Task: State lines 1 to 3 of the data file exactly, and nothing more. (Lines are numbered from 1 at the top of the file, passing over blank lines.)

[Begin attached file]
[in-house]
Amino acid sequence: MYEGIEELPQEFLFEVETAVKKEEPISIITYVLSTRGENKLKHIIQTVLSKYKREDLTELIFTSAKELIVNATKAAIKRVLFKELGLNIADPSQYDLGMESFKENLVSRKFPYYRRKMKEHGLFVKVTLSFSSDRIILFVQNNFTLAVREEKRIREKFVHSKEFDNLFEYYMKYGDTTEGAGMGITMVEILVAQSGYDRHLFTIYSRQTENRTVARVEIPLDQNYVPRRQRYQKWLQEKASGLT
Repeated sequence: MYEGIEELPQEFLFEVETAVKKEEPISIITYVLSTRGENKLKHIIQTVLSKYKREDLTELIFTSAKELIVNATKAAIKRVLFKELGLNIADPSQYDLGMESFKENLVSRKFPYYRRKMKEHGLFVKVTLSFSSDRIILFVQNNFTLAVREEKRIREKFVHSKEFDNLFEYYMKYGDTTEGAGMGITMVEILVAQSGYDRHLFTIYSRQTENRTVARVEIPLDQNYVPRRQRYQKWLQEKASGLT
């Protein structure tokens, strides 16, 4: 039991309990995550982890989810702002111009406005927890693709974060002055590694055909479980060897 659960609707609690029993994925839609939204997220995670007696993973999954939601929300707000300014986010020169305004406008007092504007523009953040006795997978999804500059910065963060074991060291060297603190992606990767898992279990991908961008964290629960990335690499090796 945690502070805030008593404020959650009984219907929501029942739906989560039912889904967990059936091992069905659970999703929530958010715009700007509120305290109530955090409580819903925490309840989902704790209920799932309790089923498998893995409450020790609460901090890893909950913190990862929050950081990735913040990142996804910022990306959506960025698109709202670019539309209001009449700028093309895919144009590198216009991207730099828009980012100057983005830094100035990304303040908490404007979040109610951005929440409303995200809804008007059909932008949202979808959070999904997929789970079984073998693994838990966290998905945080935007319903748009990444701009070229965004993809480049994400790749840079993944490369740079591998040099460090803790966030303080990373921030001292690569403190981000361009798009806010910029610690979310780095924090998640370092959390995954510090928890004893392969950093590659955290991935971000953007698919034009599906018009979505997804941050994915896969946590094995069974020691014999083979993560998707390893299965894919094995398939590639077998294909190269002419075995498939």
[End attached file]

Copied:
[in-house]
Amino acid sequence: MYEGIEELPQEFLFEVETAVKKEEPISIITYVLSTRGENKLKHIIQTVLSKYKREDLTELIFTSAKELIVNATKAAIKRVLFKELGLNIADPSQYDLGMESFKENLVSRKFPYYRRKMKEHGLFVKVTLSFSSDRIILFVQNNFTLAVREEKRIREKFVHSKEFDNLFEYYMKYGDTTEGAGMGITMVEILVAQSGYDRHLFTIYSRQTENRTVARVEIPLDQNYVPRRQRYQKWLQEKASGLT
Repeated sequence: MYEGIEELPQEFLFEVETAVKKEEPISIITYVLSTRGENKLKHIIQTVLSKYKREDLTELIFTSAKELIVNATKAAIKRVLFKELGLNIADPSQYDLGMESFKENLVSRKFPYYRRKMKEHGLFVKVTLSFSSDRIILFVQNNFTLAVREEKRIREKFVHSKEFDNLFEYYMKYGDTTEGAGMGITMVEILVAQSGYDRHLFTIYSRQTENRTVARVEIPLDQNYVPRRQRYQKWLQEKASGLT